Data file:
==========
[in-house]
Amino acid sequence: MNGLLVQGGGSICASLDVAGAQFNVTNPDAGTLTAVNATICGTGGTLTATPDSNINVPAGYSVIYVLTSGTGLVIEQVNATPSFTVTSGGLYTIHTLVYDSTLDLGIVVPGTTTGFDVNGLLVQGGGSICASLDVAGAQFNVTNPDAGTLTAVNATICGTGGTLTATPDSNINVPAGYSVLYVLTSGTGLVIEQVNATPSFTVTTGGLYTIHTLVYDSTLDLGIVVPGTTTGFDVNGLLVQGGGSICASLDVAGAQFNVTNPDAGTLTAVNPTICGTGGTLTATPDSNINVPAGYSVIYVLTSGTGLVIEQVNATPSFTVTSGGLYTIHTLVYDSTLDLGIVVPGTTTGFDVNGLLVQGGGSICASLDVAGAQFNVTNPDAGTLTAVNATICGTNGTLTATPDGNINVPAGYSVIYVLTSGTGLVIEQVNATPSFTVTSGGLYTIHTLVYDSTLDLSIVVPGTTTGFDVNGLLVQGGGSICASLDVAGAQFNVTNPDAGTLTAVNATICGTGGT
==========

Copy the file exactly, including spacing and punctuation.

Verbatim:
[in-house]
Amino acid sequence: MNGLLVQGGGSICASLDVAGAQFNVTNPDAGTLTAVNATICGTGGTLTATPDSNINVPAGYSVIYVLTSGTGLVIEQVNATPSFTVTSGGLYTIHTLVYDSTLDLGIVVPGTTTGFDVNGLLVQGGGSICASLDVAGAQFNVTNPDAGTLTAVNATICGTGGTLTATPDSNINVPAGYSVLYVLTSGTGLVIEQVNATPSFTVTTGGLYTIHTLVYDSTLDLGIVVPGTTTGFDVNGLLVQGGGSICASLDVAGAQFNVTNPDAGTLTAVNPTICGTGGTLTATPDSNINVPAGYSVIYVLTSGTGLVIEQVNATPSFTVTSGGLYTIHTLVYDSTLDLGIVVPGTTTGFDVNGLLVQGGGSICASLDVAGAQFNVTNPDAGTLTAVNATICGTNGTLTATPDGNINVPAGYSVIYVLTSGTGLVIEQVNATPSFTVTSGGLYTIHTLVYDSTLDLSIVVPGTTTGFDVNGLLVQGGGSICASLDVAGAQFNVTNPDAGTLTAVNATICGTGGT